First, the demand for nuclear power rises. If this occurs both uranium producers and nuclear power producers should benefit. All three ETFs should perform relatively well in this scenario. However, keep in mind that uranium mining (and mining in general) is a very risky business. While uranium prices will rise in this scenario uranium mining companies face the risks that are associated with mining, including:

  • rising production costs
  • environmental regulation
  • failed exploration

Consequently, investors who believe in this scenario may opt to buy NLR or NUCL as a means to mitigate these risks While NLR and NUCL hold some uranium mining companies, they almost exclusively hold only the larger mining companies. Primarily they hold utility companies, which are generally very consistent in terms of their profitability and their ability to return capital to shareholders through dividends.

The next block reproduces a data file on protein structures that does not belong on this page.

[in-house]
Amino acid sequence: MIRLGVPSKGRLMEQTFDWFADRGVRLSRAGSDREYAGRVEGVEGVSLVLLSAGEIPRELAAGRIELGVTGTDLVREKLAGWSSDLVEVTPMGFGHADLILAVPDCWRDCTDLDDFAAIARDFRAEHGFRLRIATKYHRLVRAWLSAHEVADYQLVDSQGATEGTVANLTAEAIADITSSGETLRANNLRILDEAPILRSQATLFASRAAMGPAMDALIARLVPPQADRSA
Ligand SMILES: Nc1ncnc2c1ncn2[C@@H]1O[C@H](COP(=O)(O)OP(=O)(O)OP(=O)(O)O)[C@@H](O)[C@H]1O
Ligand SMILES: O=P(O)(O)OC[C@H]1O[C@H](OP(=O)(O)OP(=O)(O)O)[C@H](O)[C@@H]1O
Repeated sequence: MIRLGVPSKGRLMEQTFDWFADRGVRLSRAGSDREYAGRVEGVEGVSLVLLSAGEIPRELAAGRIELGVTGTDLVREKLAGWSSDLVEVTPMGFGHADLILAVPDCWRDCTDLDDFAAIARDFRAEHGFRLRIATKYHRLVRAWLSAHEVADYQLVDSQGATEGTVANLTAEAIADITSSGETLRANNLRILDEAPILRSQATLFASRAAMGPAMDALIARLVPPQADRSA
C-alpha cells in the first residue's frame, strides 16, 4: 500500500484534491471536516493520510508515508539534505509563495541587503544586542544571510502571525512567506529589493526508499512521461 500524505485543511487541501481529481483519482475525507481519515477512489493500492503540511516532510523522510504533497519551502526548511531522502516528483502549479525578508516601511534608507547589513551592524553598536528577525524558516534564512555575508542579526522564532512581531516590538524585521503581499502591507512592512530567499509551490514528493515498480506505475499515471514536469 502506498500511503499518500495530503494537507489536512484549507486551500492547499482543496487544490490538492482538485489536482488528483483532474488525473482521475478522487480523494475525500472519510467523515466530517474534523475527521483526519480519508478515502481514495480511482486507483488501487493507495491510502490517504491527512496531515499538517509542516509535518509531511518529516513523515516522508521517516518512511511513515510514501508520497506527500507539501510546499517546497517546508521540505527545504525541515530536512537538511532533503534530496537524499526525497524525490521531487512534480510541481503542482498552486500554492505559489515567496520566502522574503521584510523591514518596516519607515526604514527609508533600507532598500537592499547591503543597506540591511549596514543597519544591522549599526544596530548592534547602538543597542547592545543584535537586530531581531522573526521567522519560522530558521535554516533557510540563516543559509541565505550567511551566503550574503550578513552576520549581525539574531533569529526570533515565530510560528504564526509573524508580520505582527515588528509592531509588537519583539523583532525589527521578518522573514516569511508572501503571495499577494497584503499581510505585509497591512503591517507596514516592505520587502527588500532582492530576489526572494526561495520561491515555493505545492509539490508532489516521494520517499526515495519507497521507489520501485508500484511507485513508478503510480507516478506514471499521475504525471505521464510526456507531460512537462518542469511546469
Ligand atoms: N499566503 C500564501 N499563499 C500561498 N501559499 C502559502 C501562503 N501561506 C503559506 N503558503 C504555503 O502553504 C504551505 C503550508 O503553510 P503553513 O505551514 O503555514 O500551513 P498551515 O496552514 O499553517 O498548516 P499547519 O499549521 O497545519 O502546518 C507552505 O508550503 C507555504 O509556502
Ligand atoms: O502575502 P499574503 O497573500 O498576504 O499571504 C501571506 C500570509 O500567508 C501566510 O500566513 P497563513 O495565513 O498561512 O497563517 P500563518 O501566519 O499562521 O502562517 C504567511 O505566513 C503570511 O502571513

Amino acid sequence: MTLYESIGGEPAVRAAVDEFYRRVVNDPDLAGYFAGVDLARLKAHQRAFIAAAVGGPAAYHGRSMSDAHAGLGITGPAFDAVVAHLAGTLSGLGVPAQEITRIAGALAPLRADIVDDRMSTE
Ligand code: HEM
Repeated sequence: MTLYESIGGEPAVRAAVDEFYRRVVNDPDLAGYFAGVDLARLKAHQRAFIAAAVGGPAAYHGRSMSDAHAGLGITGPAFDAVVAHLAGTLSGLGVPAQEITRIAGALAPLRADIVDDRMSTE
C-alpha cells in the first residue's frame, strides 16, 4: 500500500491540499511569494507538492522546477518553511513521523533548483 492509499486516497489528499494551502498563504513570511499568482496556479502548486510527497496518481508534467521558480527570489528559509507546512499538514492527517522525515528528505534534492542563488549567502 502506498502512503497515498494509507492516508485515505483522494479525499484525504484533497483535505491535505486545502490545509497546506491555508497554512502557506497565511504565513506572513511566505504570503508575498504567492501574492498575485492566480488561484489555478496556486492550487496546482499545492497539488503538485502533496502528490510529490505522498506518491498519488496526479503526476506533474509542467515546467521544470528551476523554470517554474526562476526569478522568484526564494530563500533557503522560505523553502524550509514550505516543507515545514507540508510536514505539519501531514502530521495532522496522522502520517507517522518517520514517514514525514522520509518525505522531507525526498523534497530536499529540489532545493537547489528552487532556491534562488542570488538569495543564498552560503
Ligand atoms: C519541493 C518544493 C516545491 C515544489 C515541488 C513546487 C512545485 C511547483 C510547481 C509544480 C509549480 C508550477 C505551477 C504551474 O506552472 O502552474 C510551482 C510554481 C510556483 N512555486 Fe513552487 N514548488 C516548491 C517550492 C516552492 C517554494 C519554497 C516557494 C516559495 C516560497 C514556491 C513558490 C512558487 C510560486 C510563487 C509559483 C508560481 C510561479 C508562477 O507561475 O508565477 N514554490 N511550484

Second, the demand for nuclear power doesn't rise, but the price of uranium does. As I argue in my article The Bullish Case For Uranium, many uranium mining companies are having trouble turning a profit at the current price of around $40/pound. While I also argue that the demand for nuclear power is anticipated to increase over the coming years and decades one only needs to believe in the first premise in order to be bullish on the price of uranium. Thus it is conceivable that the nuclear power producers will perform in line with utilities in general while uranium producers perform well. In this scenario one would be bullish on shares of URA, while one would need to evaluate the viability of utilities as an investment in order to justify NLR or NUCL, and such an evaluation is outside the scope of this article.

2: NLR or NUCL?

Assuming the first scenario all three ETFs will likely be good investments. I have already mentioned that URA is a high risk/high reward fund because it only invests in uranium mining companies. NLR and NUCL are similar in that they hold utility companies and industrial companies involved in the production of nuclear energy. However there are key differences, and investors who are interested in getting this kind of exposure in their portfolios should not blindly buy one or the other.